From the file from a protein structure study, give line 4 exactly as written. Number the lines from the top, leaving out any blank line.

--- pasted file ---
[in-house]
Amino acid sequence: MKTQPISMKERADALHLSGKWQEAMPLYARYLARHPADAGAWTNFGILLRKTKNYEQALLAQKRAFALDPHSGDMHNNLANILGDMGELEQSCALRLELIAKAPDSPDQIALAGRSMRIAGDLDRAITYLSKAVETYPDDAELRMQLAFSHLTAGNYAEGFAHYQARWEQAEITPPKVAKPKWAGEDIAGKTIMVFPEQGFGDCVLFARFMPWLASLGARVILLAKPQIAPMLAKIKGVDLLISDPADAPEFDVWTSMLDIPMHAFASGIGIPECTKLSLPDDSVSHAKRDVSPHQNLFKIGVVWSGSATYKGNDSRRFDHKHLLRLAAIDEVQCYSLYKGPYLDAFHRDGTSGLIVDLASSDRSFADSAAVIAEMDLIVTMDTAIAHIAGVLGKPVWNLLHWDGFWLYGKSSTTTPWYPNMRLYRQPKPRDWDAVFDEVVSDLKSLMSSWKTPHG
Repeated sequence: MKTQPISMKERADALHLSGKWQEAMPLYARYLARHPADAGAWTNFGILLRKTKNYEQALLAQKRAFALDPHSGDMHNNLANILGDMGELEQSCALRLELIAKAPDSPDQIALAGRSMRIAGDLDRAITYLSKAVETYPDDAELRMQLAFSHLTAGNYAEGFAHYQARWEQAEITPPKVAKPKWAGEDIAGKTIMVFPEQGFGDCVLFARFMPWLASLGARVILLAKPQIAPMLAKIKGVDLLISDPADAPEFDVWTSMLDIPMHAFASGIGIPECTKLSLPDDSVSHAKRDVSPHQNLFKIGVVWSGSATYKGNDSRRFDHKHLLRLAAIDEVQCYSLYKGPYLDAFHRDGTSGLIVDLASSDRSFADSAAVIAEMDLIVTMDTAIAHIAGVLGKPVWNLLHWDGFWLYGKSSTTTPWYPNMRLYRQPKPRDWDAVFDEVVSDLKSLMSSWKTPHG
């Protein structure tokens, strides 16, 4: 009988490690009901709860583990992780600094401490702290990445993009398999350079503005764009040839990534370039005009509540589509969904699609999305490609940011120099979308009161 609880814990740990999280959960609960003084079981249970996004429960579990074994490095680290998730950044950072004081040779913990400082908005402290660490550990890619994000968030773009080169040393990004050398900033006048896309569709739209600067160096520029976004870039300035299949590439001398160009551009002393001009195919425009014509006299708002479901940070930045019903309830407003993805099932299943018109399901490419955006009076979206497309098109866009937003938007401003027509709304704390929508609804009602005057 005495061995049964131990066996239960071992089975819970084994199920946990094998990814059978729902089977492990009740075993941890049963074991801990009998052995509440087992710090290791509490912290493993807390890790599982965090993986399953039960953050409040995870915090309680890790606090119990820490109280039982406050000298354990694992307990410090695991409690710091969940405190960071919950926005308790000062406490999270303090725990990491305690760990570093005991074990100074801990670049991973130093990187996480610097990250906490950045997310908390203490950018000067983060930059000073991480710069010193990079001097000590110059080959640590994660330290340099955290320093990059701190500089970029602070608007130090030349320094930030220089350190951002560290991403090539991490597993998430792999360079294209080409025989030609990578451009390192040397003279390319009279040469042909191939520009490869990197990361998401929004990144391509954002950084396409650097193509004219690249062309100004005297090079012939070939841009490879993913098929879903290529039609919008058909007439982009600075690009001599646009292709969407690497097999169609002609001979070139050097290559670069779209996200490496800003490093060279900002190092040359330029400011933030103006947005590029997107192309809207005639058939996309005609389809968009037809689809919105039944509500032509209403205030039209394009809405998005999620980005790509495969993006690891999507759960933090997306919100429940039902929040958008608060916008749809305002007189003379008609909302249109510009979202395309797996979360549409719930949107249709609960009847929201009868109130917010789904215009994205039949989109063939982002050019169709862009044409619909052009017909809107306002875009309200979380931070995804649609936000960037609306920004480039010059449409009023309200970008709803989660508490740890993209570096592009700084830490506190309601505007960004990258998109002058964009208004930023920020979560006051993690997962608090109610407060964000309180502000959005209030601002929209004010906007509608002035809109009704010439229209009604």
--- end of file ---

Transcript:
């Protein structure tokens, strides 16, 4: 009988490690009901709860583990992780600094401490702290990445993009398999350079503005764009040839990534370039005009509540589509969904699609999305490609940011120099979308009161 609880814990740990999280959960609960003084079981249970996004429960579990074994490095680290998730950044950072004081040779913990400082908005402290660490550990890619994000968030773009080169040393990004050398900033006048896309569709739209600067160096520029976004870039300035299949590439001398160009551009002393001009195919425009014509006299708002479901940070930045019903309830407003993805099932299943018109399901490419955006009076979206497309098109866009937003938007401003027509709304704390929508609804009602005057 005495061995049964131990066996239960071992089975819970084994199920946990094998990814059978729902089977492990009740075993941890049963074991801990009998052995509440087992710090290791509490912290493993807390890790599982965090993986399953039960953050409040995870915090309680890790606090119990820490109280039982406050000298354990694992307990410090695991409690710091969940405190960071919950926005308790000062406490999270303090725990990491305690760990570093005991074990100074801990670049991973130093990187996480610097990250906490950045997310908390203490950018000067983060930059000073991480710069010193990079001097000590110059080959640590994660330290340099955290320093990059701190500089970029602070608007130090030349320094930030220089350190951002560290991403090539991490597993998430792999360079294209080409025989030609990578451009390192040397003279390319009279040469042909191939520009490869990197990361998401929004990144391509954002950084396409650097193509004219690249062309100004005297090079012939070939841009490879993913098929879903290529039609919008058909007439982009600075690009001599646009292709969407690497097999169609002609001979070139050097290559670069779209996200490496800003490093060279900002190092040359330029400011933030103006947005590029997107192309809207005639058939996309005609389809968009037809689809919105039944509500032509209403205030039209394009809405998005999620980005790509495969993006690891999507759960933090997306919100429940039902929040958008608060916008749809305002007189003379008609909302249109510009979202395309797996979360549409719930949107249709609960009847929201009868109130917010789904215009994205039949989109063939982002050019169709862009044409619909052009017909809107306002875009309200979380931070995804649609936000960037609306920004480039010059449409009023309200970008709803989660508490740890993209570096592009700084830490506190309601505007960004990258998109002058964009208004930023920020979560006051993690997962608090109610407060964000309180502000959005209030601002929209004010906007509608002035809109009704010439229209009604």